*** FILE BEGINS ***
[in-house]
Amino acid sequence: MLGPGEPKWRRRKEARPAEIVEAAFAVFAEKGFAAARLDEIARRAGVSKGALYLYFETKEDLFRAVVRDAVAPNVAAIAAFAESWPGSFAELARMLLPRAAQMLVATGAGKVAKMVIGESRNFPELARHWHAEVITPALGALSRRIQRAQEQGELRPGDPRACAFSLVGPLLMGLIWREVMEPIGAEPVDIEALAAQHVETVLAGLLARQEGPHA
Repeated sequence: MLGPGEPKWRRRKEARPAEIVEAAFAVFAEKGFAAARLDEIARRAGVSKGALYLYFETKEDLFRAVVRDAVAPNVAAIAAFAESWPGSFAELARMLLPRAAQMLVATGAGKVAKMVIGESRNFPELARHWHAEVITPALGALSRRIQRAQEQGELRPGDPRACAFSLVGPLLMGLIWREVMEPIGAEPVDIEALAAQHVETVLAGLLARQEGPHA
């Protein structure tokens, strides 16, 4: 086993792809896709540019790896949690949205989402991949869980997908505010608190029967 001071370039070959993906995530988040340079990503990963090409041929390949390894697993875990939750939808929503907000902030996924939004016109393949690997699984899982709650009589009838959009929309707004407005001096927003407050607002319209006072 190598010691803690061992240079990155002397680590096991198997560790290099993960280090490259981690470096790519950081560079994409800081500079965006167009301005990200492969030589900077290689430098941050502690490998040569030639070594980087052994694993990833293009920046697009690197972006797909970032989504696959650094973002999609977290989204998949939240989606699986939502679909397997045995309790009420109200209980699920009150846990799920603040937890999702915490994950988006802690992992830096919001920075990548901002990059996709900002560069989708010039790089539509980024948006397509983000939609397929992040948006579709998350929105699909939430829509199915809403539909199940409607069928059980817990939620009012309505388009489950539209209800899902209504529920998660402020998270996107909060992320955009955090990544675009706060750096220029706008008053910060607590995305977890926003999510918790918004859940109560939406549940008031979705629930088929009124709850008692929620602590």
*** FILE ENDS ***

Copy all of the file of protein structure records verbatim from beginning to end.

[in-house]
Amino acid sequence: MLGPGEPKWRRRKEARPAEIVEAAFAVFAEKGFAAARLDEIARRAGVSKGALYLYFETKEDLFRAVVRDAVAPNVAAIAAFAESWPGSFAELARMLLPRAAQMLVATGAGKVAKMVIGESRNFPELARHWHAEVITPALGALSRRIQRAQEQGELRPGDPRACAFSLVGPLLMGLIWREVMEPIGAEPVDIEALAAQHVETVLAGLLARQEGPHA
Repeated sequence: MLGPGEPKWRRRKEARPAEIVEAAFAVFAEKGFAAARLDEIARRAGVSKGALYLYFETKEDLFRAVVRDAVAPNVAAIAAFAESWPGSFAELARMLLPRAAQMLVATGAGKVAKMVIGESRNFPELARHWHAEVITPALGALSRRIQRAQEQGELRPGDPRACAFSLVGPLLMGLIWREVMEPIGAEPVDIEALAAQHVETVLAGLLARQEGPHA
């Protein structure tokens, strides 16, 4: 086993792809896709540019790896949690949205989402991949869980997908505010608190029967 001071370039070959993906995530988040340079990503990963090409041929390949390894697993875990939750939808929503907000902030996924939004016109393949690997699984899982709650009589009838959009929309707004407005001096927003407050607002319209006072 190598010691803690061992240079990155002397680590096991198997560790290099993960280090490259981690470096790519950081560079994409800081500079965006167009301005990200492969030589900077290689430098941050502690490998040569030639070594980087052994694993990833293009920046697009690197972006797909970032989504696959650094973002999609977290989204998949939240989606699986939502679909397997045995309790009420109200209980699920009150846990799920603040937890999702915490994950988006802690992992830096919001920075990548901002990059996709900002560069989708010039790089539509980024948006397509983000939609397929992040948006579709998350929105699909939430829509199915809403539909199940409607069928059980817990939620009012309505388009489950539209209800899902209504529920998660402020998270996107909060992320955009955090990544675009706060750096220029706008008053910060607590995305977890926003999510918790918004859940109560939406549940008031979705629930088929009124709850008692929620602590």